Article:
More replay on the way for MLB?

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More replay on the way for MLB?

From Comcast SportsNetINDIAN WELLS, Calif. (AP) -- Baseball is considering a broader expansion of video review for umpires than first discussed.Instant replay in baseball began in August 2008 and has been limited to checking whether potential home runs were fair or cleared over fences. Major League Baseball Commissioner Bud Selig has been saying since early 2011 he wants to expand it to two additional types of calls."He was talking about really basically fair-foul, trap plays. But we're looking into more than that," Joe Torre, MLB's executive vice president for baseball operations, said Wednesday at the general managers' meetings.Torre did not detail what types of calls a broader expansion might include.During tests late this year at Yankee Stadium and Citi Field, MLB experimented with the Hawk-Eye animation system that is used to judge line calls in tennis and the TrackMan radar software used by the PGA Tour."We still have some questions on the way it is now, if that's going to fit with baseball," Torre said. "I'm not saying it can't be adjusted or they can do something would make it work for our game."He pointed out tennis courts are smaller than baseball fields."It's easier to cover as opposed to what we have," he said.Depending on what baseball decides, changes might have to be negotiated with the umpires' and players' unions.Selig has said he hopes to have wider replay in 2013."I know what the commissioner said, that he expects it to be done, but again, he relies on us," Torre said of the staff.New York Yankees manager Joe Girardi called for wider use of replay after second base umpire Jeff Nelson blew a call at second base in Game 2 of the AL championship series, leading to an argument and Girardi's ejection. Nelson admitted he blew the call on the play, which should have ended the eighth inning before Detroit expanded its lead from one run to three. The Tigers won 3-0 and swept the Yankees before getting swept by San Francisco in the World Series."Too much is at stake. We play 235 days to get to this point," Girardi said. "In this day and age when we have instant replay available to us, it's got to change. I have been thrown out of games enough to know it would be quicker to get the call right or wrong or right on replay than for me to go out there and argue."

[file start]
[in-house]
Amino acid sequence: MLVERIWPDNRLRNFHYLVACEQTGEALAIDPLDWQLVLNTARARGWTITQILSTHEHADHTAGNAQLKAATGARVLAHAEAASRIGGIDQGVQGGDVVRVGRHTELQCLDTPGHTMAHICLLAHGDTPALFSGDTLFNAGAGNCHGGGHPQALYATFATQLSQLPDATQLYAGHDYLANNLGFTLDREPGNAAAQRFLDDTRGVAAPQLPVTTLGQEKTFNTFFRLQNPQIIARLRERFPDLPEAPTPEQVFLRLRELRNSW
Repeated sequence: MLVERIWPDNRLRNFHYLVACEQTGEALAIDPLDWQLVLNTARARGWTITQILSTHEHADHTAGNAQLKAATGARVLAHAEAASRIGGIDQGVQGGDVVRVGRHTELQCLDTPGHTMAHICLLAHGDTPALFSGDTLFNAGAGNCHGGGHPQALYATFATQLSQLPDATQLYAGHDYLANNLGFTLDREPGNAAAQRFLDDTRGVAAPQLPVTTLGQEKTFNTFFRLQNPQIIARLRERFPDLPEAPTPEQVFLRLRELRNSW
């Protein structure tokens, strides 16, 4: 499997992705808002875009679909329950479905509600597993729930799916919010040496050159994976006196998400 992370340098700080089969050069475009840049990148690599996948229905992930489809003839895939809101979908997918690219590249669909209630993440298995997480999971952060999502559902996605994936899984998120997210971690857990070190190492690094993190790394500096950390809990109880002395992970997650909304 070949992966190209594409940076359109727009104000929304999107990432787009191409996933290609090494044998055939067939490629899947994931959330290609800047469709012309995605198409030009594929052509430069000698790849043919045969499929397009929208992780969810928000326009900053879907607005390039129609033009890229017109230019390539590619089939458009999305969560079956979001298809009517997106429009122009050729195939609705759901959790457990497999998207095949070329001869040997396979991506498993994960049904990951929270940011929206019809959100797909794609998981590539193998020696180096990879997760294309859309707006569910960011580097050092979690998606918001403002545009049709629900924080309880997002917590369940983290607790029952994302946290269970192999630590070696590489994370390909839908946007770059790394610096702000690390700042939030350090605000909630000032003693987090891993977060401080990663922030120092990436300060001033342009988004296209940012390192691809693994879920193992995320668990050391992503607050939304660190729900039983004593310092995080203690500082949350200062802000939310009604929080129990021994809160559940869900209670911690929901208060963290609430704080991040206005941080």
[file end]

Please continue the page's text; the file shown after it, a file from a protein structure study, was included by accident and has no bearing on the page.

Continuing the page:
A's spring training Day 9: Alcantara trying to add new wrinkle

A's spring training Day 9: Alcantara trying to add new wrinkle

MESA, Ariz. — Right-hander Raul Alcantara, who could factor in as a starting or long relief option for the A’s, is experimenting with a split-finger fastball this spring.

Alcantara, who made five late-season starts last season in his first big league call-up, threw the pitch for the first time to hitters Tuesday, so he’s still in the infant stages with it. The A’s would like Alcantara to develop a solid third pitch to go with his fastball and changeup, though he does dabble with a curve and cutter too.

“In general, we’re looking for a ball that’s gonna dive, something where the bottom’s gonna fall out,” Oakland bullpen coach Scott Emerson said.

Alcantara, 24, faces crowded competition for the No. 5 starter spot with Jesse Hahn, Andrew Triggs and Paul Blackburn among those also going for it. Claiming the last spot in a seven-man bullpen is a possibility, though the A’s could surely utilize a second left-hander to go along with Sean Doolittle.